Joanna Newsom: Have One on Me

It can be difficult to listen to Joanna Newsom’s music. It is at once oddly withdrawn and deeply intimate.  Her main instrument is a harp, which can’t be described these days without saying things like “arcane,” which conjure up a foreign time, or “Celtic,” “Moroccan” or “Oriental,” which conjure up a foreign place.  While her first album, The Milk Eyed Mender, happily stretched the limits of a three minute melody her next album, Ys, took fifty-five minutes to get through only five songs.  Have One On Me spans two hours and three LPs.  As for the subject matter;

So the muddy mouths of baboons and sows and the grouse and the horse and the hen
Grope at the gate of the looming lake that was once a tidy pen
And the mail is late and the great estates are not lit from within
The talk in town’s becoming downright sickening,

from the first track on Ys, is not nearly her most allegorical lines.  They are, however, only a few lines of a twelve minute long song in which she hardly stops for a quarter rest.  She wanders between varied histories, personal, political, literary and mythical.  At this point it in her career she sounds more anachronistic singing about packing up a car than about  meandering the garden of Eden, breaking “our hearts, in the war between St. George and the dragon.”

And then there is her voice.  It is arresting, to say the least.  If you are listening you can’t avoid it; you can’t exactly have a conversation over it; if you’ve heard more than a few lines you can’t help but form an opinion of it, even if you don’t want to share it.  Her voice changes suddenly, dramatically, within the same song, and sounds as unhurried as earlier it had sounded rushed.  At one moment it sounds sharp, cutting.  Next it sounds supple, soft.

“Accessibility” is a word that is thrown around by indie music reviewers in the same way Real Estate agents throw around “rustic charm” and “quaint.”  It basically means that the music would likely be appealing to those not already reading the type of review that would use the word “accessible” to describe the “sound” of the band.  Like Real Estate agents, indie reviewers are both selling something and concealing something, but whereas Real Estate agents are selling physical property, indie reviewers are pitching ideas.  What they are concealing is a fear that a certain type of music, if pushed out of its original context, might fall apart.  Since “indie” now more readily denotes a notion of self, a style of self consciousness, than any particular sound, it has become more susceptible, as a movement, of either fracturing or becoming mainstream.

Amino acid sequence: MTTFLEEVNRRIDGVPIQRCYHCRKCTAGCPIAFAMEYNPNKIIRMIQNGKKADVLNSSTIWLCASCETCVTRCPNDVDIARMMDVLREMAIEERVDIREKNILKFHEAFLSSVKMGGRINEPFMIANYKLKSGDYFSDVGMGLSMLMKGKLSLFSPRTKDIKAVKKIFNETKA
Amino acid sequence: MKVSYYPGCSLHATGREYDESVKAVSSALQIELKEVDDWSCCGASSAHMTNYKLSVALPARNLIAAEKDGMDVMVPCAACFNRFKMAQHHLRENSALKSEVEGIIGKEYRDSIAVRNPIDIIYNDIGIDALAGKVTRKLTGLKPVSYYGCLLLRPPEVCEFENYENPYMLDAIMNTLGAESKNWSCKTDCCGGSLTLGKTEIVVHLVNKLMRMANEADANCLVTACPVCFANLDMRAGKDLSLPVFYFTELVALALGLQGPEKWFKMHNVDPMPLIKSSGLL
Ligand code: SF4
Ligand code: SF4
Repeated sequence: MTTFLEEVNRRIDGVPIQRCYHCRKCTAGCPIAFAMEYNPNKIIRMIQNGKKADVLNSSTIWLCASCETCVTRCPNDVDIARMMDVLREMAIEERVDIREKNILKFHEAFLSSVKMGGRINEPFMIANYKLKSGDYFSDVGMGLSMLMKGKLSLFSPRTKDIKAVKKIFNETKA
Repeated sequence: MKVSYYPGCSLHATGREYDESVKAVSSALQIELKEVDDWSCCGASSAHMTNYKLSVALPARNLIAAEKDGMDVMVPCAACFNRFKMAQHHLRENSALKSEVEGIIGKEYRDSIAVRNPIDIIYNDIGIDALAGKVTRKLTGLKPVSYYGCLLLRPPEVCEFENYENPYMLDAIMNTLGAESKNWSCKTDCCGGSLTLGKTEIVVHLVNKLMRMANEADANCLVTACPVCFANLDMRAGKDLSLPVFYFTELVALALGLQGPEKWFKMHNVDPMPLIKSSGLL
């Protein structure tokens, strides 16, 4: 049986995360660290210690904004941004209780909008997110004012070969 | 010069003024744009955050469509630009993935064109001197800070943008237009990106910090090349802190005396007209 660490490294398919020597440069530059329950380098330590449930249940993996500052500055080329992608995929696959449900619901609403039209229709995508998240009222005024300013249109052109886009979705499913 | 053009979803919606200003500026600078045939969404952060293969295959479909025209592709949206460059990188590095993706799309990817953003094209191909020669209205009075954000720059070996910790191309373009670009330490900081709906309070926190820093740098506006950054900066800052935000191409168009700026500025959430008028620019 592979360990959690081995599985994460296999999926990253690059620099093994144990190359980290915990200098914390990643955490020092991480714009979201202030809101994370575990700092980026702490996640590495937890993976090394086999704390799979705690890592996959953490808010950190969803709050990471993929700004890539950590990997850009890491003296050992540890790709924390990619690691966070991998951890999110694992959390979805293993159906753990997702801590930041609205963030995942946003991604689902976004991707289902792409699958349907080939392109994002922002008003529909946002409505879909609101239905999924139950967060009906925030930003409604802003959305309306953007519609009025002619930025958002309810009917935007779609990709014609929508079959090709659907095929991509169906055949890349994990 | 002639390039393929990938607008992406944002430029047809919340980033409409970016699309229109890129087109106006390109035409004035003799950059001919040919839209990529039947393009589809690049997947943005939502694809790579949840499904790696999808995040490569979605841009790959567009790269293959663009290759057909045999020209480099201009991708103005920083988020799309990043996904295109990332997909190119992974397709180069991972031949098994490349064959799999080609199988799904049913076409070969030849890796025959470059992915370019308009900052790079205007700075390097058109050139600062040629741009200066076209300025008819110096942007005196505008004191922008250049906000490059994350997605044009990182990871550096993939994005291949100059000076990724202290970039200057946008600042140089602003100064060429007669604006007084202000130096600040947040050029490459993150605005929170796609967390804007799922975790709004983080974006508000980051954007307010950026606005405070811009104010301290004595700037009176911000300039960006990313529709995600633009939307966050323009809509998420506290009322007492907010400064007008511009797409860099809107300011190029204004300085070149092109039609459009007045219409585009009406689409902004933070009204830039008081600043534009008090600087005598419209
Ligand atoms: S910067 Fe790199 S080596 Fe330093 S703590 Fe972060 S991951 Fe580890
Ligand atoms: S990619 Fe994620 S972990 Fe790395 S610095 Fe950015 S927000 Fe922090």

In this light Joanna Newsom appears to be an enigma.  Her soggy, old, feral moods are oddly sincere, and sincerity is timeless, but then what other generation could find her “sound” so attractive?  Of course, to be obsequious we first have to be somewhat baffled.  That she is difficult, that you have to sit (for a while) sifting through layers of melodic lines and thick, severe poetry in order to make any sense of her music is perhaps her greatest appeal to those in a time overwrought with the tension between heady individualism and muscly traditionalism. She either sits, harp in hand, utterly outside of the conflicts wrestling for the identity of her form of art, or squarely in the center.  Have One On Me doesn’t provide much reason to suspect one direction or the other, but you can imagine-and hear-her patiently, persistently working through profound questions similar, if not the same, to those troubling the varied worlds-large and small; divine and worldly; musical and mute- surrounding her.